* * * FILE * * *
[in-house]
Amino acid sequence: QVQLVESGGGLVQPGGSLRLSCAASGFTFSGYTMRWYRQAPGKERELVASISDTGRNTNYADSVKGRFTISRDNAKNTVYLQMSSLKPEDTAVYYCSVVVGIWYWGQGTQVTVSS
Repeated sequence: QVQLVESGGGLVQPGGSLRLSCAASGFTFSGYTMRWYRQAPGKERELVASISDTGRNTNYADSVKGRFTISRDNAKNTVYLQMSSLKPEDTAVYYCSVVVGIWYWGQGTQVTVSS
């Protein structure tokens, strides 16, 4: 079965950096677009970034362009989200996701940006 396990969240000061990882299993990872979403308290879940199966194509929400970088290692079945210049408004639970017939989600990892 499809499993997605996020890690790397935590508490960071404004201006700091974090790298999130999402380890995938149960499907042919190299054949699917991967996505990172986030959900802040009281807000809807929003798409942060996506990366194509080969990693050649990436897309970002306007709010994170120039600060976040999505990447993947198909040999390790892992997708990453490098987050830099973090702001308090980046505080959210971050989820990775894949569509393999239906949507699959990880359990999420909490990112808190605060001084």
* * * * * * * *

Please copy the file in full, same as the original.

[in-house]
Amino acid sequence: QVQLVESGGGLVQPGGSLRLSCAASGFTFSGYTMRWYRQAPGKERELVASISDTGRNTNYADSVKGRFTISRDNAKNTVYLQMSSLKPEDTAVYYCSVVVGIWYWGQGTQVTVSS
Repeated sequence: QVQLVESGGGLVQPGGSLRLSCAASGFTFSGYTMRWYRQAPGKERELVASISDTGRNTNYADSVKGRFTISRDNAKNTVYLQMSSLKPEDTAVYYCSVVVGIWYWGQGTQVTVSS
């Protein structure tokens, strides 16, 4: 079965950096677009970034362009989200996701940006 396990969240000061990882299993990872979403308290879940199966194509929400970088290692079945210049408004639970017939989600990892 499809499993997605996020890690790397935590508490960071404004201006700091974090790298999130999402380890995938149960499907042919190299054949699917991967996505990172986030959900802040009281807000809807929003798409942060996506990366194509080969990693050649990436897309970002306007709010994170120039600060976040999505990447993947198909040999390790892992997708990453490098987050830099973090702001308090980046505080959210971050989820990775894949569509393999239906949507699959990880359990999420909490990112808190605060001084």